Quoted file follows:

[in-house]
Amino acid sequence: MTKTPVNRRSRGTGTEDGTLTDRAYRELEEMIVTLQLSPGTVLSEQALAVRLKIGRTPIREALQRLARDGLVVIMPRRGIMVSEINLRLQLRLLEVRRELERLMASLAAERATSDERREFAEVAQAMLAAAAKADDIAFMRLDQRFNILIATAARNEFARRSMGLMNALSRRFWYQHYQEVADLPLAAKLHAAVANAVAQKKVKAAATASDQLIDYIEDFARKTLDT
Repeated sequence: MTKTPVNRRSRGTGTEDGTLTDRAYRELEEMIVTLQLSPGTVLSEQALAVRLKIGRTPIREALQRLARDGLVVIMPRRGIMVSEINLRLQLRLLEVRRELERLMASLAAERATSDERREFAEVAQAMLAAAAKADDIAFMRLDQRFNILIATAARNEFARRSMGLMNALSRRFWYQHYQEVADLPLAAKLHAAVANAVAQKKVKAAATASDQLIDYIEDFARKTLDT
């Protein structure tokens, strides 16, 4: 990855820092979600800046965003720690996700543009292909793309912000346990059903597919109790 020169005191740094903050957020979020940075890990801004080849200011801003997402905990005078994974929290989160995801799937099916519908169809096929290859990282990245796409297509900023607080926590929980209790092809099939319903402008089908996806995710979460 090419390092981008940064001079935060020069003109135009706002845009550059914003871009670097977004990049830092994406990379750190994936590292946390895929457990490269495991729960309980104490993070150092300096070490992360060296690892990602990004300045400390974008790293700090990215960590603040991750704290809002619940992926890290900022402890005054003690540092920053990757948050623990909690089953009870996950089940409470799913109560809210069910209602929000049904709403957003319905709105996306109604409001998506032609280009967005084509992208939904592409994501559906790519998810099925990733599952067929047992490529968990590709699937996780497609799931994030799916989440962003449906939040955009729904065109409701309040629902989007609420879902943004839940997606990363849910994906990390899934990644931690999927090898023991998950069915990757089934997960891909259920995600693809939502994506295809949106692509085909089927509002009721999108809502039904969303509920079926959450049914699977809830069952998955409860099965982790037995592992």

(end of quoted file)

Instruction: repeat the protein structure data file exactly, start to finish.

[in-house]
Amino acid sequence: MTKTPVNRRSRGTGTEDGTLTDRAYRELEEMIVTLQLSPGTVLSEQALAVRLKIGRTPIREALQRLARDGLVVIMPRRGIMVSEINLRLQLRLLEVRRELERLMASLAAERATSDERREFAEVAQAMLAAAAKADDIAFMRLDQRFNILIATAARNEFARRSMGLMNALSRRFWYQHYQEVADLPLAAKLHAAVANAVAQKKVKAAATASDQLIDYIEDFARKTLDT
Repeated sequence: MTKTPVNRRSRGTGTEDGTLTDRAYRELEEMIVTLQLSPGTVLSEQALAVRLKIGRTPIREALQRLARDGLVVIMPRRGIMVSEINLRLQLRLLEVRRELERLMASLAAERATSDERREFAEVAQAMLAAAAKADDIAFMRLDQRFNILIATAARNEFARRSMGLMNALSRRFWYQHYQEVADLPLAAKLHAAVANAVAQKKVKAAATASDQLIDYIEDFARKTLDT
């Protein structure tokens, strides 16, 4: 990855820092979600800046965003720690996700543009292909793309912000346990059903597919109790 020169005191740094903050957020979020940075890990801004080849200011801003997402905990005078994974929290989160995801799937099916519908169809096929290859990282990245796409297509900023607080926590929980209790092809099939319903402008089908996806995710979460 090419390092981008940064001079935060020069003109135009706002845009550059914003871009670097977004990049830092994406990379750190994936590292946390895929457990490269495991729960309980104490993070150092300096070490992360060296690892990602990004300045400390974008790293700090990215960590603040991750704290809002619940992926890290900022402890005054003690540092920053990757948050623990909690089953009870996950089940409470799913109560809210069910209602929000049904709403957003319905709105996306109604409001998506032609280009967005084509992208939904592409994501559906790519998810099925990733599952067929047992490529968990590709699937996780497609799931994030799916989440962003449906939040955009729904065109409701309040629902989007609420879902943004839940997606990363849910994906990390899934990644931690999927090898023991998950069915990757089934997960891909259920995600693809939502994506295809949106692509085909089927509002009721999108809502039904969303509920079926959450049914699977809830069952998955409860099965982790037995592992």